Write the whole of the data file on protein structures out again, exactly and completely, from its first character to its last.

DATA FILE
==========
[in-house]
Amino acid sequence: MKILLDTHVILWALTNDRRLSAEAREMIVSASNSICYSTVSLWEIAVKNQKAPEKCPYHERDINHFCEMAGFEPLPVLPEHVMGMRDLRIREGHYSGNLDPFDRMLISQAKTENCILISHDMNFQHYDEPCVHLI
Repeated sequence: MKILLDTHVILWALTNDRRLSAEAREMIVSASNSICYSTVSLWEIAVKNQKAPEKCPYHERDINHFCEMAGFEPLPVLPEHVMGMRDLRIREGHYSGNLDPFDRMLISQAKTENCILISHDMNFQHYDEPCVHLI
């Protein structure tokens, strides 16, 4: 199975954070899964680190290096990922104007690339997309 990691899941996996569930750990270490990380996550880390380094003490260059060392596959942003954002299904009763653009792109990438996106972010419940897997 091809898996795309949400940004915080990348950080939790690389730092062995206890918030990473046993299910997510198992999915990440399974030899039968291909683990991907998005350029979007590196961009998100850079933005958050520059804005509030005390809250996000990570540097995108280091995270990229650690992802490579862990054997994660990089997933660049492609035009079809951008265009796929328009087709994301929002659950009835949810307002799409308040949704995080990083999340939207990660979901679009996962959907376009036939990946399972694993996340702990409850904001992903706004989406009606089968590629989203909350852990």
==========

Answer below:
[in-house]
Amino acid sequence: MKILLDTHVILWALTNDRRLSAEAREMIVSASNSICYSTVSLWEIAVKNQKAPEKCPYHERDINHFCEMAGFEPLPVLPEHVMGMRDLRIREGHYSGNLDPFDRMLISQAKTENCILISHDMNFQHYDEPCVHLI
Repeated sequence: MKILLDTHVILWALTNDRRLSAEAREMIVSASNSICYSTVSLWEIAVKNQKAPEKCPYHERDINHFCEMAGFEPLPVLPEHVMGMRDLRIREGHYSGNLDPFDRMLISQAKTENCILISHDMNFQHYDEPCVHLI
């Protein structure tokens, strides 16, 4: 199975954070899964680190290096990922104007690339997309 990691899941996996569930750990270490990380996550880390380094003490260059060392596959942003954002299904009763653009792109990438996106972010419940897997 091809898996795309949400940004915080990348950080939790690389730092062995206890918030990473046993299910997510198992999915990440399974030899039968291909683990991907998005350029979007590196961009998100850079933005958050520059804005509030005390809250996000990570540097995108280091995270990229650690992802490579862990054997994660990089997933660049492609035009079809951008265009796929328009087709994301929002659950009835949810307002799409308040949704995080990083999340939207990660979901679009996962959907376009036939990946399972694993996340702990409850904001992903706004989406009606089968590629989203909350852990």